(Bloomberg) -- Top congressional Democrats urged President Donald Trump to call off his meeting with Russian President Vladimir Putin after a grand jury in the U.S. indicted 12 Russian intelligence officers for hacking a Democratic Party computer network during the 2016 U.S. presidential campaign.

“President Trump should cancel his meeting with Vladimir Putin until Russia takes demonstrable and transparent steps to prove that they won’t interfere in future elections,” Senate Minority Leader Chuck Schumer of New York said in a statement Friday. “Glad-handing with Vladimir Putin on the heels of these indictments would be an insult to our democracy.”

Senator Jack Reed of Rhode Island, the top Democrat on the Senate Armed Services Committee, was among others who weighed in.

“In light of this stunning indictment by the Justice Department that these Russian conspirators attacked our democracy and were communicating with Americans to interfere in our election, President Trump should immediately cancel his meeting with Vladimir Putin,” Reed said.

Trump has repeatedly called the investigation by Special Counsel Robert Mueller a “witch hunt,” and some of his allies have said the probe should be brought to a quick conclusion.

Most Republican leaders, including Senate Majority Leader Mitch McConnell, made no statements immediately after the indictments were announced at the Justice Department. But House Foreign Affairs Chairman Ed Royce, a California Republican, said in a statement that Trump should “should use today’s indictments to challenge Vladimir Putin" at the summit meeting.

“For years, we’ve known about the Kremlin’s campaign to weaponize information and chip away at our institutions,” Royce said. “And yet for years, we have not done enough to counter it.”

Eighteen Democratic members of the House Foreign Affairs panel urged Trump in a letter to cancel the meeting, saying that "due to your constant expressions of sympathy for Vladimir Putin" the lawmakers "do not have confidence that you can faithfully negotiate with the Russian leader."

No ‘Knowing Involvement’

The White House didn’t immediately respond to a request for comment. Earlier, White House spokeswoman Lindsay Walters responded to the indictments, saying in a statement that “today’s charges include no allegations of knowing involvement by anyone on the campaign and no allegations that the alleged hacking affected the election result.”

The announcement Mueller obtained indictments of the 12, all members of Russia’s military intelligence agency, comes just three days before Trump and Putin are to meet in Helsinki. The Russians are charged with stealing usernames and passwords of volunteers in Democrat Hillary Clinton’s campaign, including its chairman John Podesta. They also allegedly hacked into the computer network of the Democratic National Committee and the Democratic Congressional Campaign Committee in an operation starting around March 2016.

Podesta said in an interview that he wouldn’t call on Trump to cancel the meeting with Putin. Instead “maybe he should ask Putin to turn over the 12 people indicted to the UnitedStates for trial,” Podesta said.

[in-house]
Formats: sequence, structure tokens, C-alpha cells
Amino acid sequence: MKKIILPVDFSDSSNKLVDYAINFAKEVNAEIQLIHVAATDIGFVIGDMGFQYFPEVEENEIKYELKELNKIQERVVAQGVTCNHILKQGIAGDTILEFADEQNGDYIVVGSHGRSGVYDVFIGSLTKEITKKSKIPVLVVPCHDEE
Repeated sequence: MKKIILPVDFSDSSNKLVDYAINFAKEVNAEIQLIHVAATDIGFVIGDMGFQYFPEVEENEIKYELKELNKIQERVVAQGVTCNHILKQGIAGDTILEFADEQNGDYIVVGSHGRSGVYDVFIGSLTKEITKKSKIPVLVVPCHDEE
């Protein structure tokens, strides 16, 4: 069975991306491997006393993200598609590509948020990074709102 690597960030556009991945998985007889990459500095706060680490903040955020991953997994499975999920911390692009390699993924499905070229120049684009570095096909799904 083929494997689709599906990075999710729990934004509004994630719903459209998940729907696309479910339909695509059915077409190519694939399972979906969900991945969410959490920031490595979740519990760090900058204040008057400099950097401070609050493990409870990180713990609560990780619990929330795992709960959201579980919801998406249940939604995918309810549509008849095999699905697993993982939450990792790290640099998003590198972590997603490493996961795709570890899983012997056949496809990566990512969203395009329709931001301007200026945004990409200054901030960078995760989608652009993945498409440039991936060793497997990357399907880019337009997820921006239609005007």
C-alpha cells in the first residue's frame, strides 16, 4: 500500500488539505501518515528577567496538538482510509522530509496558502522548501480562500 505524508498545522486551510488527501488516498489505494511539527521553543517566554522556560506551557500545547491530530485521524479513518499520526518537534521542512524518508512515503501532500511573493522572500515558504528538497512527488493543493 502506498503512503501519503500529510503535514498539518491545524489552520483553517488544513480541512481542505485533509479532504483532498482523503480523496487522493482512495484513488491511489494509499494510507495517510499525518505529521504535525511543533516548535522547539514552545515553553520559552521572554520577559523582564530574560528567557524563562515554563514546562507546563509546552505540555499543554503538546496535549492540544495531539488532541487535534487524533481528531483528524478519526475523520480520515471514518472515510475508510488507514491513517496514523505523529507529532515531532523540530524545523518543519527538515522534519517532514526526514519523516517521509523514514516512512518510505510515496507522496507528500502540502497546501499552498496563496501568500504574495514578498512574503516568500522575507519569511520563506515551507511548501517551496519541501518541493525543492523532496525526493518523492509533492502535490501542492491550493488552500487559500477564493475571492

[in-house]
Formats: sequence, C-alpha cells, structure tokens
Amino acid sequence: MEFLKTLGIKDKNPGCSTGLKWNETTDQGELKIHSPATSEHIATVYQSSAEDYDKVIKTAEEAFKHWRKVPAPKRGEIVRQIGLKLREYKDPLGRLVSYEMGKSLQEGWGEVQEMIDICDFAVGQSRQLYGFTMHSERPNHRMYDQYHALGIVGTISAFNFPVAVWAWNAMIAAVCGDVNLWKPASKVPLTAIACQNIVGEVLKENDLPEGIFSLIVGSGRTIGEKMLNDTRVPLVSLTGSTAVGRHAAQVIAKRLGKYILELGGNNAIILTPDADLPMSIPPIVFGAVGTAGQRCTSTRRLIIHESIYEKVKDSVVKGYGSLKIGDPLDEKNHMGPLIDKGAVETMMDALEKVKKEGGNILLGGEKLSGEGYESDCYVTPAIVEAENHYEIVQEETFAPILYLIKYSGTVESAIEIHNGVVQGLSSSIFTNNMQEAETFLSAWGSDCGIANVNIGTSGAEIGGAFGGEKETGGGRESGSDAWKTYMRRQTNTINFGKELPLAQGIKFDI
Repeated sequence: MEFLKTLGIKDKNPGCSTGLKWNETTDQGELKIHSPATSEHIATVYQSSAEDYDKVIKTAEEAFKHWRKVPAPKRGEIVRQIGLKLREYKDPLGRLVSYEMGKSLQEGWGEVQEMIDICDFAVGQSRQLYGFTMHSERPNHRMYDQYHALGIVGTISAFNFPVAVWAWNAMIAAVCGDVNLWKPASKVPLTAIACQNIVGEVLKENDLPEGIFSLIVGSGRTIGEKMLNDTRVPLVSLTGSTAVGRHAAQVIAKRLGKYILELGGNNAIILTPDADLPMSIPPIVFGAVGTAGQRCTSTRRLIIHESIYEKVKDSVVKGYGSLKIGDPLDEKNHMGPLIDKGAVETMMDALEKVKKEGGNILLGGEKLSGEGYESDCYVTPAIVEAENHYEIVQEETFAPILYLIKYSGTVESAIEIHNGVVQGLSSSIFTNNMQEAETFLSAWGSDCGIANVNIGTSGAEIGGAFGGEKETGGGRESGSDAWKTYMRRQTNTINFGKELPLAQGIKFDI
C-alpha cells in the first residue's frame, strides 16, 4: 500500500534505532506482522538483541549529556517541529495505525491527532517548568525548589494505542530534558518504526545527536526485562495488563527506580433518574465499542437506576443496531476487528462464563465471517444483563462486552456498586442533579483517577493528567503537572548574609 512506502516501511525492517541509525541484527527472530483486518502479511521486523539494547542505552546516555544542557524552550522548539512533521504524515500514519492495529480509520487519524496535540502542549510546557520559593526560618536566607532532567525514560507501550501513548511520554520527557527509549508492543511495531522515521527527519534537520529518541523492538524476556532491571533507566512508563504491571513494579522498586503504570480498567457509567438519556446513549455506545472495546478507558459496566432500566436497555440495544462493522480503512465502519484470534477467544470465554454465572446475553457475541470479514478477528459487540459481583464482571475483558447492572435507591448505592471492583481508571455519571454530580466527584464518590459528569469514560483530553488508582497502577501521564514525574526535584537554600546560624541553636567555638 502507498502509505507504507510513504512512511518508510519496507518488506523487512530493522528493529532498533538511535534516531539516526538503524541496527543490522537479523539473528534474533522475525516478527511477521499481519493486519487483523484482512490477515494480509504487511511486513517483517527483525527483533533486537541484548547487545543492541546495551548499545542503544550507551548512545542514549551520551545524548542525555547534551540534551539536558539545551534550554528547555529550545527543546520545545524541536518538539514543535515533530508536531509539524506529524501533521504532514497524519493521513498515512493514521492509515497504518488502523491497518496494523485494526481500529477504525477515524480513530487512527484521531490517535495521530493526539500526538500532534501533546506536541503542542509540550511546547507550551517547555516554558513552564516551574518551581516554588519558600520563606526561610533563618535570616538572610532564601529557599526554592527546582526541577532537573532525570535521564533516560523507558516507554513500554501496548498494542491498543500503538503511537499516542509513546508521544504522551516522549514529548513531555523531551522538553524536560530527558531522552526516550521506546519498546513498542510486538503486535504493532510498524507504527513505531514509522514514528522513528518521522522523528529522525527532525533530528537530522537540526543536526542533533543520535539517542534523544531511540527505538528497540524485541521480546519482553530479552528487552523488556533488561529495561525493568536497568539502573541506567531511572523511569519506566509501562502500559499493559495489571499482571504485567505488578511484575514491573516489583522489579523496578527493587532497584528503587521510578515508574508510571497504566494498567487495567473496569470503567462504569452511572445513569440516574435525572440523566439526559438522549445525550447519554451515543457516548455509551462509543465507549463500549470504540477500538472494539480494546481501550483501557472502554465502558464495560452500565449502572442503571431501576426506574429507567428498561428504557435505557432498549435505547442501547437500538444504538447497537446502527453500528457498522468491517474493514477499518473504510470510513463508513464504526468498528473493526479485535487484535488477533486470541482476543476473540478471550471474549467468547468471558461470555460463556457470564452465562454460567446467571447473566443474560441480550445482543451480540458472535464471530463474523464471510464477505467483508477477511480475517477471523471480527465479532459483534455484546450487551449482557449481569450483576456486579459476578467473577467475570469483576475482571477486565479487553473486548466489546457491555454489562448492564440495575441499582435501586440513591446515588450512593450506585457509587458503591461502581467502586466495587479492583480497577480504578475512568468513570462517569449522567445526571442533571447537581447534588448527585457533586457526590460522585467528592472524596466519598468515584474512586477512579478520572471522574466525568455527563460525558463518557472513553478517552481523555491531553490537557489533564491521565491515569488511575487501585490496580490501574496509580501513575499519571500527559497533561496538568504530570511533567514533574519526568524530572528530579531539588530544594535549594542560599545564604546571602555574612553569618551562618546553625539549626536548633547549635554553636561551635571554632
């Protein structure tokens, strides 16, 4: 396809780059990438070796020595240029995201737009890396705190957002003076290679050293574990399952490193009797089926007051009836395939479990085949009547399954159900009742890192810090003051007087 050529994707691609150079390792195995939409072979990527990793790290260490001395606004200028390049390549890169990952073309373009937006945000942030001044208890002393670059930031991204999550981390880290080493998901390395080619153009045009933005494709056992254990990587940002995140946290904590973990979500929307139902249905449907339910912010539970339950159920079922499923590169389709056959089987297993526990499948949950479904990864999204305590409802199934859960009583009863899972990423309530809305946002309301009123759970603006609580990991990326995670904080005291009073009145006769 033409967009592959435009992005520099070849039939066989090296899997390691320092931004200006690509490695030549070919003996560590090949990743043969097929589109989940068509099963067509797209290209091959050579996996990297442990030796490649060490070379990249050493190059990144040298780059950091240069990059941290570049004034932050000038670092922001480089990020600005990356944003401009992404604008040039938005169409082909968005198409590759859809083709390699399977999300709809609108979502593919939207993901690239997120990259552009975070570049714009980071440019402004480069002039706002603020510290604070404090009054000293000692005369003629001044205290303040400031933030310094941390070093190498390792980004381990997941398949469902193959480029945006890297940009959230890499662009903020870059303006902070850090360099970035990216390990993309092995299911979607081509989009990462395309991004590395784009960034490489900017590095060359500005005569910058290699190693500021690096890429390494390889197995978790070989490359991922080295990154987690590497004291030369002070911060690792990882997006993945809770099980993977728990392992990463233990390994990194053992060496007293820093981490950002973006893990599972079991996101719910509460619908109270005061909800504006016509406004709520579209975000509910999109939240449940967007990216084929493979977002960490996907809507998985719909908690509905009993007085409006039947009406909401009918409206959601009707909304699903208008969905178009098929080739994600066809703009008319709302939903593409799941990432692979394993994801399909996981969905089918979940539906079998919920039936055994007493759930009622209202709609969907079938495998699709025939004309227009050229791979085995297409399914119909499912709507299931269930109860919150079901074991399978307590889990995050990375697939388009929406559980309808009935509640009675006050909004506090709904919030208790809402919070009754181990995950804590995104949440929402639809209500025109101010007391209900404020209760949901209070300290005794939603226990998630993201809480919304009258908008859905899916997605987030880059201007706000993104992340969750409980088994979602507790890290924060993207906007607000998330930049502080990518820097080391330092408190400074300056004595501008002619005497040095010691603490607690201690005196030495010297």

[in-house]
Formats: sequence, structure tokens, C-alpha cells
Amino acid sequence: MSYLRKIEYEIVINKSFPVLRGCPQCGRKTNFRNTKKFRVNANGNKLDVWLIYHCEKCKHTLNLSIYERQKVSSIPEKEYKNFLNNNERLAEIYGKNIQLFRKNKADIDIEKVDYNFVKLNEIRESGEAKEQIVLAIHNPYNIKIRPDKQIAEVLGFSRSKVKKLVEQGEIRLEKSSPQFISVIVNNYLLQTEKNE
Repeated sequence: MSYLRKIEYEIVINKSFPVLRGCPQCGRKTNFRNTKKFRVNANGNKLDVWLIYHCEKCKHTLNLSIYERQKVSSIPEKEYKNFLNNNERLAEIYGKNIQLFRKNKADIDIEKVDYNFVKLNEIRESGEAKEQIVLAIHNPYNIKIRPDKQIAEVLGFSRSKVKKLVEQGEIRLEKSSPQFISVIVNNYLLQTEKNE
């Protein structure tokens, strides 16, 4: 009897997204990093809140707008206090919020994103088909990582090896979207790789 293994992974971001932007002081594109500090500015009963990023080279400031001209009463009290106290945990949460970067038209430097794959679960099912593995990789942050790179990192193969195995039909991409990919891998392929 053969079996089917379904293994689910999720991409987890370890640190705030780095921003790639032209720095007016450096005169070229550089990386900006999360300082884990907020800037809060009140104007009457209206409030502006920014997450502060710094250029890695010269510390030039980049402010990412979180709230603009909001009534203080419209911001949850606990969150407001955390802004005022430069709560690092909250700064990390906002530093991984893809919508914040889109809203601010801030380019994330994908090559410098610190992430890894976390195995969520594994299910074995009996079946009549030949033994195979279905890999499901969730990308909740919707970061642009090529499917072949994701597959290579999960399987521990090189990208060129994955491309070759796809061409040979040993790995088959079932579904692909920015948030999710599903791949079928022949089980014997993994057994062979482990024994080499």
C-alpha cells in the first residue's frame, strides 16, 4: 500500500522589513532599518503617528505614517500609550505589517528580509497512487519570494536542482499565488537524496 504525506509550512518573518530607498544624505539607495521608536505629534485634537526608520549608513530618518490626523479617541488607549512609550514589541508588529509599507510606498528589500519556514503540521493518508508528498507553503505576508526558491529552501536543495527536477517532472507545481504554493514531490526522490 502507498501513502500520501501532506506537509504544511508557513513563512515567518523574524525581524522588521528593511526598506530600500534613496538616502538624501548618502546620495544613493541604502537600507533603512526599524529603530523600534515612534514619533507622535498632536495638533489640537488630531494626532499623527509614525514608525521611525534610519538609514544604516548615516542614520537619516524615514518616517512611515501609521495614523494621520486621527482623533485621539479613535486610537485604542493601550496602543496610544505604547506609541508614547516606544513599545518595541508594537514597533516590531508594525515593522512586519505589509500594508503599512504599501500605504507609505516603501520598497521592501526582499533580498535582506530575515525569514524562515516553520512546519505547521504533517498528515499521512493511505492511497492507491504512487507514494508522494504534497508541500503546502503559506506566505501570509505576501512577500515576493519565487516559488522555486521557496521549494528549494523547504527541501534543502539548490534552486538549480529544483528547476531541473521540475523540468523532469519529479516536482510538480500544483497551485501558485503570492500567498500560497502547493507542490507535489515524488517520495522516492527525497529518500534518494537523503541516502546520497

U.S. and Russian officials say next week’s talks will touch on every major point of tension between the two countries -- the Kremlin’s meddling in the 2016 election, its military incursions into Ukraine and Syria, Moscow’s saber-rattling toward NATO allies and the American economic sanctions intended to punish Russia for its actions.

Trump said Friday not to expect a “Perry Mason” moment when he again speaks with Putin on Monday over Russia’s meddling in the 2016 election, but promised to bring up the matter.

“I will absolutely, firmly ask the question” about interference in the U.S. election, Trump said at a news conference with U.K. Prime Minister Theresa May at Chequers, her country estate. But he predicted Putin wouldn’t confess.

No ‘Perry Mason’ Moment

“I don’t think you’ll have any ‘Gee, I did it, I did it, you got me,”’ Trump said. Referring to a TV courtroom drama aired in the 1950s and 1960s that often featured a dramatic, last-minute confession, he added, “There won’t be a Perry Mason here, I don’t think, but you never know what happens, right?"

Other Democrats joining the call to jettison the meeting included Senator Richard Blumenthal of Connecticut and Representative Adam Schiff of California, the top Democrat on the House Intelligence Committee. Schiff said on CNN that Trump should “cut his losses on this disastrous trip to Europe” and come back without engaging with the Russian leader.

Others were more nuanced. Senator Mark Warner of Virginia, the top Democrat on the Senate Intelligence Committee, told reporters that Trump shouldn’t meet alone with Putin, added that he is “afraid the president could be take advantage of” due to his lack of preparation. He also called on the president and his allies to “immediately cease and desist from calling the Mueller investigation a witch hunt.”

House Minority Leader Nancy Pelosi stopped short of calling for a cancellation. Instead, she said Trump should use the meeting to secure a comprehensive pact that the Russians will stop their “ongoing attacks on our democracy.”

“Failure to stand up to Putin would constitute a profound betrayal of the Constitution and our democracy,” Pelosi said in a statement.

--With assistance from Justin Sink, Margaret Talev, Erik Wasson and Jennifer Epstein.

To contact the reporters on this story: Laura Litvan in Washington at llitvan@bloomberg.net;Tom Schoenberg in Washington at tschoenberg@bloomberg.net

To contact the editors responsible for this story: Joe Sobczyk at jsobczyk@bloomberg.net, Laurie Asséo

©2018 Bloomberg L.P.